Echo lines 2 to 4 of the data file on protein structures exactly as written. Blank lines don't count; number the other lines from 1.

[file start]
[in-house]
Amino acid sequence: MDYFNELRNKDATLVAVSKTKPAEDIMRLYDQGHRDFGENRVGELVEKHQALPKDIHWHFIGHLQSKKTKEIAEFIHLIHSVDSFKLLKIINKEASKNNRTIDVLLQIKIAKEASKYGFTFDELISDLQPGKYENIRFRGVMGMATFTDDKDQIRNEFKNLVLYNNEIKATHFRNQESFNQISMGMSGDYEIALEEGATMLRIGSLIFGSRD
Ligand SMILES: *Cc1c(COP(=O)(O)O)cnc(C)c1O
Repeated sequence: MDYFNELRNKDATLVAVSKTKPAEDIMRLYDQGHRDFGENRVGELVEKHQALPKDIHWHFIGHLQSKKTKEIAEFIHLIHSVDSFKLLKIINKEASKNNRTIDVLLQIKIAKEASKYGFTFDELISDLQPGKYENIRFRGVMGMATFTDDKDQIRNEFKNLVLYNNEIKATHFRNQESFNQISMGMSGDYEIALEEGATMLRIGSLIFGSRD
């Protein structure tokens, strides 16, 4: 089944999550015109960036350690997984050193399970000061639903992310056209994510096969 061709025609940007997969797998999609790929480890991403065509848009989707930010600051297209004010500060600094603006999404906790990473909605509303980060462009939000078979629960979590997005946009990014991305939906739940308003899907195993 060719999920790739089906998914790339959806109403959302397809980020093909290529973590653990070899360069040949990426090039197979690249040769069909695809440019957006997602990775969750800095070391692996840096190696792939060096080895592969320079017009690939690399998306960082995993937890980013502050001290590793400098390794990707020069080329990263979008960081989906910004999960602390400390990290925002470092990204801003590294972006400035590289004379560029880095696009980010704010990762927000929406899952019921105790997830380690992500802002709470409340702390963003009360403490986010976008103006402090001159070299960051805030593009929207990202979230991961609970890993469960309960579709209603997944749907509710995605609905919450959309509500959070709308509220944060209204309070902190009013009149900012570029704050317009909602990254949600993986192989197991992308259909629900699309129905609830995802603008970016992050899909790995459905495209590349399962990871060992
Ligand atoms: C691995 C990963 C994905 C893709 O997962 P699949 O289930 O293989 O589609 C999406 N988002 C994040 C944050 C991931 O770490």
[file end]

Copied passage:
Amino acid sequence: MDYFNELRNKDATLVAVSKTKPAEDIMRLYDQGHRDFGENRVGELVEKHQALPKDIHWHFIGHLQSKKTKEIAEFIHLIHSVDSFKLLKIINKEASKNNRTIDVLLQIKIAKEASKYGFTFDELISDLQPGKYENIRFRGVMGMATFTDDKDQIRNEFKNLVLYNNEIKATHFRNQESFNQISMGMSGDYEIALEEGATMLRIGSLIFGSRD
Ligand SMILES: *Cc1c(COP(=O)(O)O)cnc(C)c1O
Repeated sequence: MDYFNELRNKDATLVAVSKTKPAEDIMRLYDQGHRDFGENRVGELVEKHQALPKDIHWHFIGHLQSKKTKEIAEFIHLIHSVDSFKLLKIINKEASKNNRTIDVLLQIKIAKEASKYGFTFDELISDLQPGKYENIRFRGVMGMATFTDDKDQIRNEFKNLVLYNNEIKATHFRNQESFNQISMGMSGDYEIALEEGATMLRIGSLIFGSRD